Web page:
- Arrowroot powder (as mentioned above)
- Lotus root powder
- Kudzu/Kuzu powder
In most cases, you can swap these 1:1 for potato starch. They share a neutral flavor and similar gelling magic. Double check cooking times since absorption rates vary.
7. Nut Flours: Almond, Coconut, Cashew
Going gluten-free or paleo? Nut flours bring flavor, protein, and thickness to the table. Popular picks include:
- Almond flour
- Coconut flour
- Cashew flour
- Hazelnut flour
When using nut flours instead of potato starch:
- Mind the flavor – they won’t be as neutral tasting
- Note most are more absorbent – adjust other wet ingredients
- Expect a grittier, heartier end texture
They work wonderfully in place of wheat flour for pancakes, quick breads, cookies, and the like. But avoid them as a starch swap in delicate sauces or soups.
Substitution ratio: Equal amounts to wheat flour
8. Seed Flours: Flax, Chia, Hemp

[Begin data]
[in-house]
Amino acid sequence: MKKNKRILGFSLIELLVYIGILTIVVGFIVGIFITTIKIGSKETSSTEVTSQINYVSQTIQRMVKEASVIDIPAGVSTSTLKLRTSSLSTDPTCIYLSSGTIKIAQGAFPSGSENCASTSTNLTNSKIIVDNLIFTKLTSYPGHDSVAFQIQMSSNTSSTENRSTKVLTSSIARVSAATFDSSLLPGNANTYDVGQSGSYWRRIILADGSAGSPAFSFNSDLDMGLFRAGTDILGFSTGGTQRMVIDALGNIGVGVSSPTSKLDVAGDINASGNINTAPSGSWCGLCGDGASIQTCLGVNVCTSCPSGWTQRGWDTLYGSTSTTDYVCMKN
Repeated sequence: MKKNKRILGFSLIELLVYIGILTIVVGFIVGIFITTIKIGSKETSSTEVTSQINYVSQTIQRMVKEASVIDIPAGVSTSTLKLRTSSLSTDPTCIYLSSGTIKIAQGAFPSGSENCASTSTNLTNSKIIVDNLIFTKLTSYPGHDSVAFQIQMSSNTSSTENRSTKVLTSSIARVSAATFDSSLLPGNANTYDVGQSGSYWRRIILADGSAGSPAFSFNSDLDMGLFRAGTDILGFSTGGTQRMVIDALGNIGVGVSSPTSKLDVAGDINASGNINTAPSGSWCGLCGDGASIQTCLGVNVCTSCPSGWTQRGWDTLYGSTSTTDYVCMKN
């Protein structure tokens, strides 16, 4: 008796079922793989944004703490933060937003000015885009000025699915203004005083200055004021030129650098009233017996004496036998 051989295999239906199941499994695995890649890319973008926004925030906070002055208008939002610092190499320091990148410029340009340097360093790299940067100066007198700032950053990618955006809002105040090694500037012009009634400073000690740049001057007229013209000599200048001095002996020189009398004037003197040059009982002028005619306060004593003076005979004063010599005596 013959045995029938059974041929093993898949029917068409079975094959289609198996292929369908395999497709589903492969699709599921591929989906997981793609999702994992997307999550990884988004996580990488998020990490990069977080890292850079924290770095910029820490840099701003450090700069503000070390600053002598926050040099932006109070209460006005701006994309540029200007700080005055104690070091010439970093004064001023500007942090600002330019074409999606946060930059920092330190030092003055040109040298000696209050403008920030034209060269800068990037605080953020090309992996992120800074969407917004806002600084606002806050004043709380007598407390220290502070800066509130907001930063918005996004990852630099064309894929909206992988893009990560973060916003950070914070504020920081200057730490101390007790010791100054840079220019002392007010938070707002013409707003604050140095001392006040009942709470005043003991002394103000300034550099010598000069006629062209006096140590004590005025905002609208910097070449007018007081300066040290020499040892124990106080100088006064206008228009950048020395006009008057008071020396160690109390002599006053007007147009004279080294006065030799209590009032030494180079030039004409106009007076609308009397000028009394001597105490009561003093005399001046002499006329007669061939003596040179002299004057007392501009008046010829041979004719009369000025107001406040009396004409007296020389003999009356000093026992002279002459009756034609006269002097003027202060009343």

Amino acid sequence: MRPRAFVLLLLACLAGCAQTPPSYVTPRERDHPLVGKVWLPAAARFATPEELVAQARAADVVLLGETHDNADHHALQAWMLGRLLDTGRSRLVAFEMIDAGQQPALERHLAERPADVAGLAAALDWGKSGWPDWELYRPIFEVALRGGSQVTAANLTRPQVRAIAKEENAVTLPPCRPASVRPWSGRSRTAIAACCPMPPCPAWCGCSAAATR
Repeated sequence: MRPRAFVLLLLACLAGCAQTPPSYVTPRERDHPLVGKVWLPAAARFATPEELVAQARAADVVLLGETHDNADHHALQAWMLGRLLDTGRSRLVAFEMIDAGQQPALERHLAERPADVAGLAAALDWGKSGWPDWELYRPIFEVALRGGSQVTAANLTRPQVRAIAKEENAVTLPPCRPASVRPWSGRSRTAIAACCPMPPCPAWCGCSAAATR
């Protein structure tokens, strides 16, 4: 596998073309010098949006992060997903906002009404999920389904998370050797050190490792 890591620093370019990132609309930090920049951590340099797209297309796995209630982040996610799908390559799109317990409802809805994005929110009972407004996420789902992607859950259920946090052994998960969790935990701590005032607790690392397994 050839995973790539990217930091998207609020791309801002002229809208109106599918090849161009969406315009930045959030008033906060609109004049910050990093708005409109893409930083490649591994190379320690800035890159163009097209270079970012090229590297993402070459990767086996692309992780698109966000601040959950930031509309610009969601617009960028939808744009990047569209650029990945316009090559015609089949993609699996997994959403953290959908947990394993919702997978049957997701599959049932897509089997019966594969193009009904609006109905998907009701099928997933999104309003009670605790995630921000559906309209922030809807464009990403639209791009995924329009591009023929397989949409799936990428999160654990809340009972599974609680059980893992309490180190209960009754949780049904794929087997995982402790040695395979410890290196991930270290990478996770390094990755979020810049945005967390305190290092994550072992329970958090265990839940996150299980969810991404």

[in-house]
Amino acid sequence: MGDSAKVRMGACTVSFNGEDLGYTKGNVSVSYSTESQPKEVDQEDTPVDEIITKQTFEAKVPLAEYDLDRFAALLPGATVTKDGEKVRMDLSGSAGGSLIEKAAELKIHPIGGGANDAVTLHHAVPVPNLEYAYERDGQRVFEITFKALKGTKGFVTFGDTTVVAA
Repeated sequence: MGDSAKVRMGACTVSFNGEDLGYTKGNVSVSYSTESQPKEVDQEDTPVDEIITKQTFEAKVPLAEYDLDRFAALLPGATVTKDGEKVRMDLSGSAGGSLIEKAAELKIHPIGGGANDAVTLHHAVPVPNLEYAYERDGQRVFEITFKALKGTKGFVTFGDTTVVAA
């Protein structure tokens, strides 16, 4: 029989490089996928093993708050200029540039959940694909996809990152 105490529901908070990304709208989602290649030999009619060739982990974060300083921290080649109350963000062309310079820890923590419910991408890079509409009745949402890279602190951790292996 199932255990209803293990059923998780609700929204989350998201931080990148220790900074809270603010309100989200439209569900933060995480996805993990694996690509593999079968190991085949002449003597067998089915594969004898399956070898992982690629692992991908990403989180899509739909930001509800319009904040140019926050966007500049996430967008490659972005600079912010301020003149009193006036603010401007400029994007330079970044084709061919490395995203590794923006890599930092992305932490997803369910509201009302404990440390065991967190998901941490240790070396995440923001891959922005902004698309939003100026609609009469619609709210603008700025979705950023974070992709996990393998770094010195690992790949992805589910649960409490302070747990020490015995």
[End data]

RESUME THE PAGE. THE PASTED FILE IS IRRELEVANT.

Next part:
Seed flours offer another gluten-free, protein-packed option if you don’t mind the extra flavor. Consider swapping potato starch for:
- Flax meal
- Chia seed flour
- Hemp seed flour
- Sunflower seed flour
As with nut flours, you won’t achieve an ultra smooth, imperceptible thickness from seeds. But they add pleasant texture and nutrition to heartier baked goods.
Substitution ratio: Equal amounts to wheat flour
9. Xanthan Gum
Don’t let the science-y name intimidate you. Xanthan gum is a matchup made in gluten-free heaven.
This fermented polysaccharide (say that three times fast!) acts as a binding agent. When combined with flours, starches, and liquids it creates viscosity and elasticity reminiscent of gluten.
Apply just a tiny bit – a little goes a long way. Use it when you:
- Need to add “stretch” and structure to gluten-free doughs
- Miss that slippery, gel-like texture from potato starch
- Want to thicken sauces without altering flavor
- Are balancing multiple flours or starches in baking
Substitution ratio: 1/4 teaspoon xanthan gum = 1 tablespoon potato starch